So feel free to fill in your character templates as much as you want to, but use care when deciding what, and how much you actually write into the story. For example, I recently was watching a show that I’ve been watching for a while now. There is a government law enforcement agent on the show who has always been somewhat in the background. In a single episode they took this mild-mannered guy, gave him a heroic task, and had him killed while carrying it out heroically. It was so shocking. Then they topped it off by revealing that he was the son of a top CIA officer. He didn’t want any special treatment. That one detail alone made this otherwise forgettable character, unforgettable. Timing is everything.

All characters have a history

When I am creating a character, I worry more about their past than their eye color. Let your readers fill in details that don’t matter. This allows them to see the character as they want to. It’s the backstory of the character that will affect your story. It determines how they will act in a given situation.

Your minor characters need a backstory as much as your main characters. This is the kind of writing that makes minor characters stand out. I recently took my daughters to see The Princess Bride in at a 1950’s style theater. It was so much fun. A few things stood out. One was the number of scene stealers there were in the movie. These are the characters that are only on the screen for a few moments, but get the biggest laughs. They are the characters that people are still quoting 25 years later.

Characters like the minister, played by Peter Cook:

And Miracle Max, played by Billy Crystal:

Essentials: Beyond Character Templates

As you are writing templates for main characters, it’s essential to think about their motivations and their background. You won’t write all of these into the story, but you will take them into consideration as you develop your character.

For minor characters, come up with one aspect that makes them completely unique from the rest of your characters. It could be something physical, or the way they talk. It may be an unusual job or hobby.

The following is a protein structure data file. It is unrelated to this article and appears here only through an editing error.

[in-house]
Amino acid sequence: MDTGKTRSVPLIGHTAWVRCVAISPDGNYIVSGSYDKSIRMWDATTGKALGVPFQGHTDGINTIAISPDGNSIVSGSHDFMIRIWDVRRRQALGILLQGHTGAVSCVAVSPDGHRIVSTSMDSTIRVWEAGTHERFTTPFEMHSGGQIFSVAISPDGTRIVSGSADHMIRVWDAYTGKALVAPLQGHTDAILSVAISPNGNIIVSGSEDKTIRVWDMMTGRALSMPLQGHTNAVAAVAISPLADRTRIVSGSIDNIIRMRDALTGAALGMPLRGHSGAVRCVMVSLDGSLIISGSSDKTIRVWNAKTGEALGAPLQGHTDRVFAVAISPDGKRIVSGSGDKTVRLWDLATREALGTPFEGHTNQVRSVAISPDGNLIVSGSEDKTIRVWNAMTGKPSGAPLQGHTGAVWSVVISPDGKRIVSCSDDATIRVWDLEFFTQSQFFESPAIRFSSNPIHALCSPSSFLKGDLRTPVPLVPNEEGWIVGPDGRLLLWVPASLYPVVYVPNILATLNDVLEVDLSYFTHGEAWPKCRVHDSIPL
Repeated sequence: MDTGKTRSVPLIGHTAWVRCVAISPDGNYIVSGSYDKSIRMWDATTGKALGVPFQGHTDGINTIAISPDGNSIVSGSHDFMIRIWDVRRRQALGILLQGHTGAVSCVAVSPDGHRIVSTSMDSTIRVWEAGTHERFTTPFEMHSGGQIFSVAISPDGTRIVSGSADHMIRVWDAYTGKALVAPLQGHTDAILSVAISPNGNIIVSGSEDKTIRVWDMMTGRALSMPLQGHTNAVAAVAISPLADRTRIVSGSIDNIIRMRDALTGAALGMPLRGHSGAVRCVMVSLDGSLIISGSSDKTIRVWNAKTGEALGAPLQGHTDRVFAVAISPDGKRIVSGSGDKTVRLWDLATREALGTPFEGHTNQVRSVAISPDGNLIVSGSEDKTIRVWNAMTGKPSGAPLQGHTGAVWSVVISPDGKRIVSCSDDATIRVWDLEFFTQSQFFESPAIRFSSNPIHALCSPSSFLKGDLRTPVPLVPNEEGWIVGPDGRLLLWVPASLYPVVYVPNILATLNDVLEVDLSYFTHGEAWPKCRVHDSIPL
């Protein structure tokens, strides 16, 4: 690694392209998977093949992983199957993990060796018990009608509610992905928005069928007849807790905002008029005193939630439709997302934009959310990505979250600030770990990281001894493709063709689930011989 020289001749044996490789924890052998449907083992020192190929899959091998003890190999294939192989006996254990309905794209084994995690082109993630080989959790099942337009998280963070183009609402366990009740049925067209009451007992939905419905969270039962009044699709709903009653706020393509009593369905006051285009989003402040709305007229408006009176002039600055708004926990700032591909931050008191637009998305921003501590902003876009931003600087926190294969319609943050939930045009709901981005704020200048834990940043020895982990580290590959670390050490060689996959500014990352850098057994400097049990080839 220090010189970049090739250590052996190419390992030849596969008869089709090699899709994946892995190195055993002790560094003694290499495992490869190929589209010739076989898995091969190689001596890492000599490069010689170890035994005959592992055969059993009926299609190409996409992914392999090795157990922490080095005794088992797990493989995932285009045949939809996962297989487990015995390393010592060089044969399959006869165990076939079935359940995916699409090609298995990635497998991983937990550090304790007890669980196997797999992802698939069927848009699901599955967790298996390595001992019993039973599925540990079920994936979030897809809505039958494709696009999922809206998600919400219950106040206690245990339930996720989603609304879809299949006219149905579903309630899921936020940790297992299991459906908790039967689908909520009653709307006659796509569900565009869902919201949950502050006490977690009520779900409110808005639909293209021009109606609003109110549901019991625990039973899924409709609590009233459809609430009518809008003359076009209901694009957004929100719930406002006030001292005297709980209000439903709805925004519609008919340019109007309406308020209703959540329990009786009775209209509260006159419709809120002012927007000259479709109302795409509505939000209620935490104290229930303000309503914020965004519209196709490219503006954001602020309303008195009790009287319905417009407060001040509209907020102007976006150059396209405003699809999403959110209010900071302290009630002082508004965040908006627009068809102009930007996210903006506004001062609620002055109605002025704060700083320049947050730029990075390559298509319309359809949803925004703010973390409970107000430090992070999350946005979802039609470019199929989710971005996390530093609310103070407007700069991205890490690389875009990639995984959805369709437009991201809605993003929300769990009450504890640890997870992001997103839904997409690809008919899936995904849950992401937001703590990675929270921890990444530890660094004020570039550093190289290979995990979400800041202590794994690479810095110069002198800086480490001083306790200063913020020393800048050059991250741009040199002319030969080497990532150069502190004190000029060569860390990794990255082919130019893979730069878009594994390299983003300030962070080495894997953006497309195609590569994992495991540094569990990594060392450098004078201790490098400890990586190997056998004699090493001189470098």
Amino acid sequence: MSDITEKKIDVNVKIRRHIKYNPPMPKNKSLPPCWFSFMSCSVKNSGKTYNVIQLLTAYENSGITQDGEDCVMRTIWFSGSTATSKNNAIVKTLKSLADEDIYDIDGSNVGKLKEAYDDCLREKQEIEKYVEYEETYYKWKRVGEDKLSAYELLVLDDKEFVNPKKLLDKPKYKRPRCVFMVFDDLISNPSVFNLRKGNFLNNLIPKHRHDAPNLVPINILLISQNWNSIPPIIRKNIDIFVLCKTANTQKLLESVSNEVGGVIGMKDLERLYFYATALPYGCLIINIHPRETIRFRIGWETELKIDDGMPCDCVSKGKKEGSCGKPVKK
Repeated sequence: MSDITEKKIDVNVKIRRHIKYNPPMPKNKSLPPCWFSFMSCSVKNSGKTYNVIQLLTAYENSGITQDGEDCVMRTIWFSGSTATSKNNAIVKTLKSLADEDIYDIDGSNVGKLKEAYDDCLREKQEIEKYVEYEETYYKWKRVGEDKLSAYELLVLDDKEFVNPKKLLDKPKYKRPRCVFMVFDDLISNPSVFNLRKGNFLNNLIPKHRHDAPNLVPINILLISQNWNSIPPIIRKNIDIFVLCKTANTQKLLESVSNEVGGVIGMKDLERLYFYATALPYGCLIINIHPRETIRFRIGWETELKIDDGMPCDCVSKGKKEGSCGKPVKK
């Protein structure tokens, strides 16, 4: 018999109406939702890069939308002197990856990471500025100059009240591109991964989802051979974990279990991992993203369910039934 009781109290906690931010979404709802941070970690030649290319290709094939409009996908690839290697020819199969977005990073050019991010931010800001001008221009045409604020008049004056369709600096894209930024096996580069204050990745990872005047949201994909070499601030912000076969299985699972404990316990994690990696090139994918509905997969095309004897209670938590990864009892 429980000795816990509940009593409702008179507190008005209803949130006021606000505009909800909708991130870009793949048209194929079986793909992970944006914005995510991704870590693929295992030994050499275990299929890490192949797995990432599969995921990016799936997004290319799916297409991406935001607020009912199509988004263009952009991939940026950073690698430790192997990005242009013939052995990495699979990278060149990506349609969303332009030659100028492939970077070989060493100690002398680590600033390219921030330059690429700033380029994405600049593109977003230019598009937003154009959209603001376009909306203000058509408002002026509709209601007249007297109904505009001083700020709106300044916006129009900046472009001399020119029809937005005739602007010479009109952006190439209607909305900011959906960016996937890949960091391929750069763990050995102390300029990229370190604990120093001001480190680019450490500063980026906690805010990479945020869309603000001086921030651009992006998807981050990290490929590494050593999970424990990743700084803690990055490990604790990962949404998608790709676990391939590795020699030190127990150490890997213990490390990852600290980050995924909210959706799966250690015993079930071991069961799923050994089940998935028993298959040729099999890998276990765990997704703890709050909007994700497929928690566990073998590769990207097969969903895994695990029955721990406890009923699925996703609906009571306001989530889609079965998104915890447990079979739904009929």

In the coming weeks we’ll be looking at how to take these details from your character template or notes and make lifelike characters for your story.

I will cover the basics of:

  • Making Character’s Believable
  • Transformation in your Character
  • A Character’s Appearance
  • Dialogue

Do you use a character template?

What are YOUR thoughts?

I’d love to hear in the comment section, below. I appreciate my readers as well as the writing community. To show that appreciation, I use Comment Luv. Just leave a comment below and your latest post will get a link next to it. Thank you!

About Heather Erickson

I am an author, writer, and speaker and homeschooling mom of 3. Since doctors diagnosed my husband, Dan with stage IV lung cancer in 2012, I’ve focused my writing and speaking on helping cancer patients and their families advocate for themselves and live life to the fullest, in spite of their illness. My goal is to help people face cancer with grace. My books are available at Amazon.com:

The Memory Maker’s Journal 

Facing Cancer as a Friend: How to Support Someone Who Has Cancer

Facing Cancer as a Parent: Helping Your Children Cope with Your Cancer

I also blog about living with cancer at Facing Cancer with Grace.

The Ericksons

4 thoughts on “Write Characters Well: Character Templates”

  1. I create a character template for each of my main characters. In the case of my current WIP, that is about ten characters. It’s quite useful to think through who I’m dealing with!

    I agree about characters being critical to why I read a book. I will give the book just less than 20%. If I don’t like the person I will be traveling with, I usually give up on the book.

    • Hi Jacqui. I used to give up by 10%, but for some reason, I’ve become more patient and give the author 20%. Maybe old age is making me a kinder reader. Or, it could be that I sympathize as a fellow writer. Have a great week!

  2. I have never been able to focus long enough on a character template to fill one out. They annoy me for some reason.

    • Hi Liz. I have begun to use a modified template. So many of the templates available online have items that just don’t apply. so I like to choose the items that matter–especially things that affect motivation. It helps to make the process feel more worthwhile. Have a great week!